it’s probably an odd thing to pick up on, but one of the things I liked about ‘Silence in the snow’ was that it was a very dynamic record that didn’t feel the need to slam the listener – was that something you consciously worked on to get a more organic / analogue sounding mix?
Yeah, we purposely did that and it comes from just being music fans and all of us just listen to a lot of old school metal stuff. We listen to that stuff a lot and you have it ingrained in your brain how all that stuff sounds and then new records come out and there’s something about it that has this frequency that’s… the problem with a lot of records is everything is mixed loud as fuck, then they master it loud as shit, so there’s no dynamic range and everything’s pegged as loud as it can go and there’s no room for the instruments to go anywhere, so the louder you turn it up the shittier it sounds.
We did the opposite where we got everything in the mix the way we wanted it and then we mastered it like, I think about 2 or more db. lower than most records are mastered nowadays, so if you listen to it on your phone or whatever, you might think you can’t turn it up anymore, it’s kinda quiet, but if you listen to it on a good hi fi or your car stereo, it’s like the louder you go, the bigger the instruments get and there’s room for the instruments to get bigger and louder and not get crushed by compression and stuff like that. So, we purposely did that for ourselves because that’s what we wanted the record to sound like and also, hopefully, fans who like pristine audio… they can turn it up and not ruin the record. So hopefully we’ll end up going that route in the future to preserve all that money we’ve spent making the record to make it sound good. The worst thing to do is to spend that much money making a record and then at the last possible hurdle… fuck it up!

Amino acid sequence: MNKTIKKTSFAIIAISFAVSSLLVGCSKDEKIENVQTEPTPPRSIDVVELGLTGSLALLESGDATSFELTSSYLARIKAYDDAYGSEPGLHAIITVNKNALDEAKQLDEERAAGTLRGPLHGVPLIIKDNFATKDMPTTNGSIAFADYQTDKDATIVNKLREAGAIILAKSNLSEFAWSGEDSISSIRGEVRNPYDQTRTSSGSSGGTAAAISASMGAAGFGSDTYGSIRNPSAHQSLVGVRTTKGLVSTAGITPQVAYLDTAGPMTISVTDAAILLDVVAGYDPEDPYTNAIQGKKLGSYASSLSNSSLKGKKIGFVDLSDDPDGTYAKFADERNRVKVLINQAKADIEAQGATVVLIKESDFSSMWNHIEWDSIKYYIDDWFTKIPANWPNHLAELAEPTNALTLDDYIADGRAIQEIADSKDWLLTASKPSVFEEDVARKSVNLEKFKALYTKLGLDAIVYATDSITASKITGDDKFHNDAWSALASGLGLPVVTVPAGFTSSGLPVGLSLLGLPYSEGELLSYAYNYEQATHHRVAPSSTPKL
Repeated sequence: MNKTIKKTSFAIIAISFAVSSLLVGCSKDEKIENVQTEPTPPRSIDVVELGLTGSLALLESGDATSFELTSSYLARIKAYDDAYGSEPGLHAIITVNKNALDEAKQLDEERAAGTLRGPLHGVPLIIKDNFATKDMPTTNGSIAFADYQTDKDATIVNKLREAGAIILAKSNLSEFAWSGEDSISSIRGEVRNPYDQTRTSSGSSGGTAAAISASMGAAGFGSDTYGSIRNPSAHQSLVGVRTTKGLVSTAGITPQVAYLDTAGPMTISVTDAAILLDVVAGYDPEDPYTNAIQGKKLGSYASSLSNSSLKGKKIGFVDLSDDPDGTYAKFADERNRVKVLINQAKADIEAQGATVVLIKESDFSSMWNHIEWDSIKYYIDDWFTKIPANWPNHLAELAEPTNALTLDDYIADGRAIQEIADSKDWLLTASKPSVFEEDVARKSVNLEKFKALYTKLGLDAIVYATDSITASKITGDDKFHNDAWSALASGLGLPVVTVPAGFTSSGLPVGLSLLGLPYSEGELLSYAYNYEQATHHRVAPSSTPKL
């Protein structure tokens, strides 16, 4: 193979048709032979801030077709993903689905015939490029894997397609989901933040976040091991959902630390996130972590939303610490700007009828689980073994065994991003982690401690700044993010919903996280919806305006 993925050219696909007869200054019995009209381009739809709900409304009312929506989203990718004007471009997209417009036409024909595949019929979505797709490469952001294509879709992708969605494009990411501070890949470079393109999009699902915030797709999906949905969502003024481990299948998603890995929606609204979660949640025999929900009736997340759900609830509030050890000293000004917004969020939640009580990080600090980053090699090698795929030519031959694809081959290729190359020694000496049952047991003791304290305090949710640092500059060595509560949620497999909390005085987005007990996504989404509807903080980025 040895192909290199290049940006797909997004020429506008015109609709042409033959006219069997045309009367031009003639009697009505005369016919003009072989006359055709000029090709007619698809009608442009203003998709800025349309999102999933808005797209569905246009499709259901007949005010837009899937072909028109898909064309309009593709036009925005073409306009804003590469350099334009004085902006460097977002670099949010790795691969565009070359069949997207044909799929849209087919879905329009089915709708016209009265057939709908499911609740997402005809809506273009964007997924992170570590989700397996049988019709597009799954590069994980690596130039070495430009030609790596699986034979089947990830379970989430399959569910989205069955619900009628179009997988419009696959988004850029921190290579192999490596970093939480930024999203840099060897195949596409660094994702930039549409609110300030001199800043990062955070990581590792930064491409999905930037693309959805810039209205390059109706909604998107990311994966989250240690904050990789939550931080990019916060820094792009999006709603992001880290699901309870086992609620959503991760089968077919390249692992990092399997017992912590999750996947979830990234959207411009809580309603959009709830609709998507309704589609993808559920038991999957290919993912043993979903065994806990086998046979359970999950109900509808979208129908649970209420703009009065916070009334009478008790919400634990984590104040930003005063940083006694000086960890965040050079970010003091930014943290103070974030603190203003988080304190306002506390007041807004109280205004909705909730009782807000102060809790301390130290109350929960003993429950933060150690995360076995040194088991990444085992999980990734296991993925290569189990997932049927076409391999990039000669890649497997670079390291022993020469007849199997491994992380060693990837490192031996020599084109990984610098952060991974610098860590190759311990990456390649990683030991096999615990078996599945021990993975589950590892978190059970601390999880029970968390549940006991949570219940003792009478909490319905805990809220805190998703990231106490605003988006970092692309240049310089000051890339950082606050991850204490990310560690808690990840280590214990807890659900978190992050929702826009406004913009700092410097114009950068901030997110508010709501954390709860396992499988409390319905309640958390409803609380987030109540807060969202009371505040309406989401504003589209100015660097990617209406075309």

The last question is about the records themselves – Trivium records have a really strong flow where there are these textured introductions and a real swell between the songs – do you spend a lot of time on sequencing the albums so that they work that way?
It’s usually pretty easy. When you’re making the record, you get a feeling for which song would be a good opener and closer so, after that, you start to think in ways like an old LP where you have an A & B side. So, you make the record where you think what songs might potentially be a single – and they’ll be like track two or three – and then you think about a song for the half way point, which is like flipping the record over. So, it’s usually pretty quick because after a while you hear the songs so many times that you get an idea. Then there’s help from our manager and our record label guy and when they hear the record they throw out their ideas of a track listing and the whole thing solves itself pretty quick.
It’s not a painstaking process, but it’s easier when you have segue tracks (like on ‘In Waves’). Where you have those little interludes, they’re usually based off a particular song, so they kinda work together and that usually that makes it a little easier because, when they’re connected to a track they go in a certain place and they’re not just some random piece of music thrown in the middle. So, we always try to make it fun for our listeners who listen to a record from start to finish, so that it has a good flow and the songs… there’ll be a fast song, then something slower and from track to track it makes it easier to digest everything so it’s not just all thrash songs in a row or whatever.